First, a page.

Oklahoma

8:50am

Tue August 20, 2013
The Two-Way

Australian's Shooting Death Echoes From Oklahoma To Melbourne

Originally published on Tue August 20, 2013 4:20 pm

A tribute page to Christopher Lane, an Australian college baseball player who was shot and killed in Oklahoma last week, has drawn thousands of responses on Facebook.
Facebook

The killing of an Australian man who was in the U.S. on a baseball scholarship has brought grief to his hometown and to the small Oklahoma town where he was shot to death. Three teens have been arrested for the crime; one suspect says they simply had nothing better to do, the police report.

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2:43pm

Thu July 11, 2013
Environment

Wastewater Wells, Geothermal Power Triggering Earthquakes

Originally published on Thu July 11, 2013 3:55 pm

A geothermal energy plant near the Salton Sea in California taps deep underground heat from the southern San Andreas Fault rift zone. A new study ties the amount of water pulled from the ground by the geothermal plant here to the frequency of earthquakes.
David McNew Getty Images

The continental U.S. experiences small earthquakes every day. But over the past few years, their numbers have been increasing. Geoscientists say the new epidemic of quakes is related to industrial wastewater being pumped into underground storage wells.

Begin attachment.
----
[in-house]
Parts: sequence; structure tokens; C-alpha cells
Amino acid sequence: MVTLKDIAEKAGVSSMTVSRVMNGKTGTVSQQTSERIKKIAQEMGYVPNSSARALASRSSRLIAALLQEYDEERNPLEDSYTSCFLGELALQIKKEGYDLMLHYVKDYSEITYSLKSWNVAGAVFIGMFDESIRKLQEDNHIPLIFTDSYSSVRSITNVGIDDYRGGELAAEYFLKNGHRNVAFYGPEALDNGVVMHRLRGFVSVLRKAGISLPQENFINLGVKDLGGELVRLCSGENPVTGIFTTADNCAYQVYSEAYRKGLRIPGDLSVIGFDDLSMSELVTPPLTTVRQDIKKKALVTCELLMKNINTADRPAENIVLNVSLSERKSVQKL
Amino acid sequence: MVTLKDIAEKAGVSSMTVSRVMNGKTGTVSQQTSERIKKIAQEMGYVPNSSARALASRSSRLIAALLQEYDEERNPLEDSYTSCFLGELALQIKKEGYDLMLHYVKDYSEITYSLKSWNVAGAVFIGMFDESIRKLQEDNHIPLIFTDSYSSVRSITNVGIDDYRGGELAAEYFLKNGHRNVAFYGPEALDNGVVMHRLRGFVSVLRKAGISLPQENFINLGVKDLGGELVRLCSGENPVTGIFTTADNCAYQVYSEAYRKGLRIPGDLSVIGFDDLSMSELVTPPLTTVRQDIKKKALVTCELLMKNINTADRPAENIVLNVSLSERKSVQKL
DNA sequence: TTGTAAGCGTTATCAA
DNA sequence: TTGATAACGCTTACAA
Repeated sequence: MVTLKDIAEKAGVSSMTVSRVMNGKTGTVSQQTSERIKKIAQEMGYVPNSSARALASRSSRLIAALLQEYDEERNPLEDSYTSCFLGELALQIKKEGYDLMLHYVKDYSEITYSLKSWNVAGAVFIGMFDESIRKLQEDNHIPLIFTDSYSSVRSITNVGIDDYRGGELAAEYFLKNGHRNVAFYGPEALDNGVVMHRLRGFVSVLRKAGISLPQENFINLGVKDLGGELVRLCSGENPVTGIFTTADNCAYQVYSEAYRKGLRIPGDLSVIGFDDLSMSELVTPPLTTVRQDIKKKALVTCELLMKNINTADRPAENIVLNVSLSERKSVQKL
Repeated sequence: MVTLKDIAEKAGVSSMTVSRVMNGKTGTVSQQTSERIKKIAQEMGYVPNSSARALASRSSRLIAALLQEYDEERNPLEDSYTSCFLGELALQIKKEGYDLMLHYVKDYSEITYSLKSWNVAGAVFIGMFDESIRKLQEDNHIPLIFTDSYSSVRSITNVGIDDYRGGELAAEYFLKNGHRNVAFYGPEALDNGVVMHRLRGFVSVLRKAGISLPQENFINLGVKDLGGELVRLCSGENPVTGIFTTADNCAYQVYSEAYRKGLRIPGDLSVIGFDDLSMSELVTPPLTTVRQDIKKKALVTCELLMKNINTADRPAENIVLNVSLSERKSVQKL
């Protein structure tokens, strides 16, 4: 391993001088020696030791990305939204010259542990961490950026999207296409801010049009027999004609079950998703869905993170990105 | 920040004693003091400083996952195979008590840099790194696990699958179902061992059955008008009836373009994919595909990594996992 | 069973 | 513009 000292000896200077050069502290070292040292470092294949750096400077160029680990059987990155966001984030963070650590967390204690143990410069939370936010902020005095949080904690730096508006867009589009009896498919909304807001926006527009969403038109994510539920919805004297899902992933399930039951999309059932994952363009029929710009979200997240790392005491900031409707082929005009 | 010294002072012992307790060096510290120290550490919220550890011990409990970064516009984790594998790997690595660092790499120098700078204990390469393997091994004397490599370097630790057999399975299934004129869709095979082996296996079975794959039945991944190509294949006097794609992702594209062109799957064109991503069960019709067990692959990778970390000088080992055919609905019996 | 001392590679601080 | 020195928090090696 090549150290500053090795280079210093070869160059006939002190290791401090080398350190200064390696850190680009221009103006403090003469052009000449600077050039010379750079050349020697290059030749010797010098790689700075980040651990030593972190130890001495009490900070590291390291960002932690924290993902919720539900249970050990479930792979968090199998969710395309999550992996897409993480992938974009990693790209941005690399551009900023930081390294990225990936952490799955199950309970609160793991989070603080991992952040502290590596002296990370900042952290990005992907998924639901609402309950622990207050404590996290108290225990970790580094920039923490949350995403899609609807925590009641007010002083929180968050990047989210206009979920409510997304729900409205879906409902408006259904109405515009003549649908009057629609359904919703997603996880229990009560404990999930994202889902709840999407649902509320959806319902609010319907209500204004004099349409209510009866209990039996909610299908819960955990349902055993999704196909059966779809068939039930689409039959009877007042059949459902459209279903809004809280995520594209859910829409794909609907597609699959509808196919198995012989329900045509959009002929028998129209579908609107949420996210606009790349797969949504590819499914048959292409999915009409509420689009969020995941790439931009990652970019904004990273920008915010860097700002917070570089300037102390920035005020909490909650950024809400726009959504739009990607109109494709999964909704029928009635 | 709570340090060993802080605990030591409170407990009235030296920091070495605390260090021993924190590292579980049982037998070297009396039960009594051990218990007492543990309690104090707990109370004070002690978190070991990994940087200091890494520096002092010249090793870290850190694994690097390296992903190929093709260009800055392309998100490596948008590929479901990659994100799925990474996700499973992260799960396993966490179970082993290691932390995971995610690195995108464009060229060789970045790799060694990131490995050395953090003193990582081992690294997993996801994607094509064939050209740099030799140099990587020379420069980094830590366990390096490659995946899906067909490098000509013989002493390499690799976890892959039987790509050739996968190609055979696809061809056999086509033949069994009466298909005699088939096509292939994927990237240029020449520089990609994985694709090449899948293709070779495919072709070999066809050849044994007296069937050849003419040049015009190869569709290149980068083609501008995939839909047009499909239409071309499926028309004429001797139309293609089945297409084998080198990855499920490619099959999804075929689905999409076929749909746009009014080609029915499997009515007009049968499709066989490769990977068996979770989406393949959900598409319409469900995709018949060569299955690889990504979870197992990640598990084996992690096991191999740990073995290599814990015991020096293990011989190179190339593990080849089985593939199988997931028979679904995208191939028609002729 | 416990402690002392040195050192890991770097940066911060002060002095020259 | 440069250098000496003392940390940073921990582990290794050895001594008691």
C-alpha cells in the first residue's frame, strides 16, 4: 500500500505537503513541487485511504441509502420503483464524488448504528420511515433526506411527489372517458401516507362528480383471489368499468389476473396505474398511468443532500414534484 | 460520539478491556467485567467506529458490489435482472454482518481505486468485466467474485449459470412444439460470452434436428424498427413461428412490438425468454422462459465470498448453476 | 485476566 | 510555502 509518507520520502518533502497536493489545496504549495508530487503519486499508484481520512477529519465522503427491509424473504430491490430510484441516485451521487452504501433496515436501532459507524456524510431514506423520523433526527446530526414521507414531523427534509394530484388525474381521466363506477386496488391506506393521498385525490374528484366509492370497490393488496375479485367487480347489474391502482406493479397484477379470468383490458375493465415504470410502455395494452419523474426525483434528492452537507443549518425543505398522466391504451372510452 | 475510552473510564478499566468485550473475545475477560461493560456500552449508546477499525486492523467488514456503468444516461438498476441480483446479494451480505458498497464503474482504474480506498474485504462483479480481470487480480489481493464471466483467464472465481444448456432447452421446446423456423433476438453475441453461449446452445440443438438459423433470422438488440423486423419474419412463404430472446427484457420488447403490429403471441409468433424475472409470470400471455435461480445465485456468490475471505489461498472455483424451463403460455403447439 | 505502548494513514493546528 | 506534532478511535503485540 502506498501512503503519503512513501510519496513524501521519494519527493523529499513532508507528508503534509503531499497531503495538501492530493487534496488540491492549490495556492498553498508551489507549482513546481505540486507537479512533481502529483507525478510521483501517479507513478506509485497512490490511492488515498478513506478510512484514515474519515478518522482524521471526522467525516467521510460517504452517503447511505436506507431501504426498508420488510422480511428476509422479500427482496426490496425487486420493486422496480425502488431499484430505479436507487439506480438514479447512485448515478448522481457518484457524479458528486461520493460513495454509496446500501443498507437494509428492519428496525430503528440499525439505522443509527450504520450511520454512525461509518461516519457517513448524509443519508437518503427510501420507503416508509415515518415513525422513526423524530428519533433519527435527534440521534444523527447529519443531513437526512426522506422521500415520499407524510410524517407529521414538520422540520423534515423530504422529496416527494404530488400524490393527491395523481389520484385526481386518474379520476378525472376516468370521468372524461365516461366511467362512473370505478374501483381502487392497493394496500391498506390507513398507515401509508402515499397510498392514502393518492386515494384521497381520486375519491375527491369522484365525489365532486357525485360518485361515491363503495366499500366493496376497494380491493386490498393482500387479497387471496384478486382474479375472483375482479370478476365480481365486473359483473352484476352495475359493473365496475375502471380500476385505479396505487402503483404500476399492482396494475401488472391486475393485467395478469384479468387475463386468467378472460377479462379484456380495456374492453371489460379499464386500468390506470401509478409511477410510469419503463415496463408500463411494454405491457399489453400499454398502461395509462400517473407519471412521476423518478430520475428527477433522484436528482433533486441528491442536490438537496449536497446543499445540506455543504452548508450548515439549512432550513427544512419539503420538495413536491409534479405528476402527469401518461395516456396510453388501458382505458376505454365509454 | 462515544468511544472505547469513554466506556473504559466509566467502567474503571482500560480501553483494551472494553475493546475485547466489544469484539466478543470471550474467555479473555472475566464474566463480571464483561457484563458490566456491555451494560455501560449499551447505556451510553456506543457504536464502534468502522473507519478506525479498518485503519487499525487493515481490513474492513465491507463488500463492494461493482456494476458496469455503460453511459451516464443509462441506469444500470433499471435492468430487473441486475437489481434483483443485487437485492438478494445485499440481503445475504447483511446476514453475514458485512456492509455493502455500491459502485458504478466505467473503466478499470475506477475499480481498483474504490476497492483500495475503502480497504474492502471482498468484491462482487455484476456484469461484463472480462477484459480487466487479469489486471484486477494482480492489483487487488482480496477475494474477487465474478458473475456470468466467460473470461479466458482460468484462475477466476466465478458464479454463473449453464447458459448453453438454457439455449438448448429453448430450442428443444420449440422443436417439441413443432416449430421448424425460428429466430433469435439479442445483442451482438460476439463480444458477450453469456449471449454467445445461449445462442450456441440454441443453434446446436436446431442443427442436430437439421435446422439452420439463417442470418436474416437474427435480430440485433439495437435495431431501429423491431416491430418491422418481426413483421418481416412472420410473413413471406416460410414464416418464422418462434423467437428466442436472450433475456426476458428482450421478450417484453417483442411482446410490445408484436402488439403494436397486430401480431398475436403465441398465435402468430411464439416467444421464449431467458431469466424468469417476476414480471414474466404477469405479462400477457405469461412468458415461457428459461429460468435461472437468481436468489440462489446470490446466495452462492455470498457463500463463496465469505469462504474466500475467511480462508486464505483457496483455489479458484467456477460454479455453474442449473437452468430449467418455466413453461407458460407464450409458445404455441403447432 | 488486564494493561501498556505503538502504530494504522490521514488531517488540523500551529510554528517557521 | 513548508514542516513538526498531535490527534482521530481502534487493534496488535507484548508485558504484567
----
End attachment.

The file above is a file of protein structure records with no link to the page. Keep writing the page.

Now there's new research that reveals two trigger mechanisms that may be setting off these wastewater quakes — other, larger earthquakes (some as far away as Indonesia), and the activity at geothermal power plants.

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1:18am

Tue June 11, 2013
Politics

How The Senate Farm Bill Would Change Subsidies

Originally published on Tue June 11, 2013 1:40 pm

Third-generation Oklahoma farmer Scott Neufeld says crop insurance is important to his family's business.
Tamara Keith NPR

The Senate voted Monday to approve its version of the farm bill, a massive spending measure that covers everything from food stamps to crop insurance and sets the nation's farm policy for the next five years.

The centerpiece of that policy is an expanded crop insurance program, designed to protect farmers from losses, that some say amounts to a highly subsidized gift to agribusiness. That debate is set to continue as the House plans to take up its version of the bill this month.

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12:41pm

Mon June 3, 2013
The Two-Way

Why Chase Tornadoes? To Save Lives, Not To 'Die Ourselves'

Originally published on Tue June 4, 2013 6:10 am

Friday's storm, which produced a mile-wide tornado, as it neared El Reno, Okla.
Richard Rowe Reuters /Landov
  • Josh Wurman on why scientists get close to tornadoes
  • Josh Wurman on how the community is reacting to three storm chasers' deaths

The deaths Friday of veteran storm chaser Tim Samaras, his son Paul and their friend Carl Young when a tornado near El Reno, Okla., pummeled their vehicle has raised some questions:

-- Why do storm chasers do what they do?

-- Do the benefits outweigh the dangers?

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9:09am

Mon June 3, 2013
The Two-Way

Why Do People Live In Twister-Prone Oklahoma?

Tammy Wade (left) is hugged by Dana Givens in what is left of her home in El Reno, Okla., on Sunday, after it was destroyed by a tornado.
Joe Raedle Getty Images

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